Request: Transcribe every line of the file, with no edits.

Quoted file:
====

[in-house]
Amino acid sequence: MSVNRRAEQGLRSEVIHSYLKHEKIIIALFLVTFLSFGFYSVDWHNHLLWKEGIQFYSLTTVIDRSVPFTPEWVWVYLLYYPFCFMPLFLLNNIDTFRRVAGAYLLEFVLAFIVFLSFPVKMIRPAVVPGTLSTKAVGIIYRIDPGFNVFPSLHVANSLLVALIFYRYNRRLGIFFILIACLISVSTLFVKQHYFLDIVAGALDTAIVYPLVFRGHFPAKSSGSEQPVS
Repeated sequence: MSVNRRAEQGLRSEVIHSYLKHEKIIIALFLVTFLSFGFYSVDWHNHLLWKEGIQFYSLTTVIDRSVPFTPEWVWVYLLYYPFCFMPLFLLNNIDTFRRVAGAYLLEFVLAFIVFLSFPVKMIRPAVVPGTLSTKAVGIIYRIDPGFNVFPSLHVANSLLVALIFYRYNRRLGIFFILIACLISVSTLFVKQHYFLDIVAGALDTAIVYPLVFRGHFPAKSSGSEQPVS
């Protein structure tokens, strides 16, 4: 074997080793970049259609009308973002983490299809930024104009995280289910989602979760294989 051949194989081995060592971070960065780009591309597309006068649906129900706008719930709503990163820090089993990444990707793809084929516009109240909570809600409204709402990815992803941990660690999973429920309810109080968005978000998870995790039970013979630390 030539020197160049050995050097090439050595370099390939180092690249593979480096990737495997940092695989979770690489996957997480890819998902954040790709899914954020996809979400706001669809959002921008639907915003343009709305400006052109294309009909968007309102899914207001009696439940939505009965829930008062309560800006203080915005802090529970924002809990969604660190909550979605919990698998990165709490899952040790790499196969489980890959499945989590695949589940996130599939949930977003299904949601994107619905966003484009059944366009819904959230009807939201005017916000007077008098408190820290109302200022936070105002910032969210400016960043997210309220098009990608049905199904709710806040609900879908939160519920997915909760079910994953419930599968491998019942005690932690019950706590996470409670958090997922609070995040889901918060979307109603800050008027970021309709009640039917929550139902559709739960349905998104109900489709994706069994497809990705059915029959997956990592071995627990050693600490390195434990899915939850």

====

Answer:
[in-house]
Amino acid sequence: MSVNRRAEQGLRSEVIHSYLKHEKIIIALFLVTFLSFGFYSVDWHNHLLWKEGIQFYSLTTVIDRSVPFTPEWVWVYLLYYPFCFMPLFLLNNIDTFRRVAGAYLLEFVLAFIVFLSFPVKMIRPAVVPGTLSTKAVGIIYRIDPGFNVFPSLHVANSLLVALIFYRYNRRLGIFFILIACLISVSTLFVKQHYFLDIVAGALDTAIVYPLVFRGHFPAKSSGSEQPVS
Repeated sequence: MSVNRRAEQGLRSEVIHSYLKHEKIIIALFLVTFLSFGFYSVDWHNHLLWKEGIQFYSLTTVIDRSVPFTPEWVWVYLLYYPFCFMPLFLLNNIDTFRRVAGAYLLEFVLAFIVFLSFPVKMIRPAVVPGTLSTKAVGIIYRIDPGFNVFPSLHVANSLLVALIFYRYNRRLGIFFILIACLISVSTLFVKQHYFLDIVAGALDTAIVYPLVFRGHFPAKSSGSEQPVS
């Protein structure tokens, strides 16, 4: 074997080793970049259609009308973002983490299809930024104009995280289910989602979760294989 051949194989081995060592971070960065780009591309597309006068649906129900706008719930709503990163820090089993990444990707793809084929516009109240909570809600409204709402990815992803941990660690999973429920309810109080968005978000998870995790039970013979630390 030539020197160049050995050097090439050595370099390939180092690249593979480096990737495997940092695989979770690489996957997480890819998902954040790709899914954020996809979400706001669809959002921008639907915003343009709305400006052109294309009909968007309102899914207001009696439940939505009965829930008062309560800006203080915005802090529970924002809990969604660190909550979605919990698998990165709490899952040790790499196969489980890959499945989590695949589940996130599939949930977003299904949601994107619905966003484009059944366009819904959230009807939201005017916000007077008098408190820290109302200022936070105002910032969210400016960043997210309220098009990608049905199904709710806040609900879908939160519920997915909760079910994953419930599968491998019942005690932690019950706590996470409670958090997922609070995040889901918060979307109603800050008027970021309709009640039917929550139902559709739960349905998104109900489709994706069994497809990705059915029959997956990592071995627990050693600490390195434990899915939850």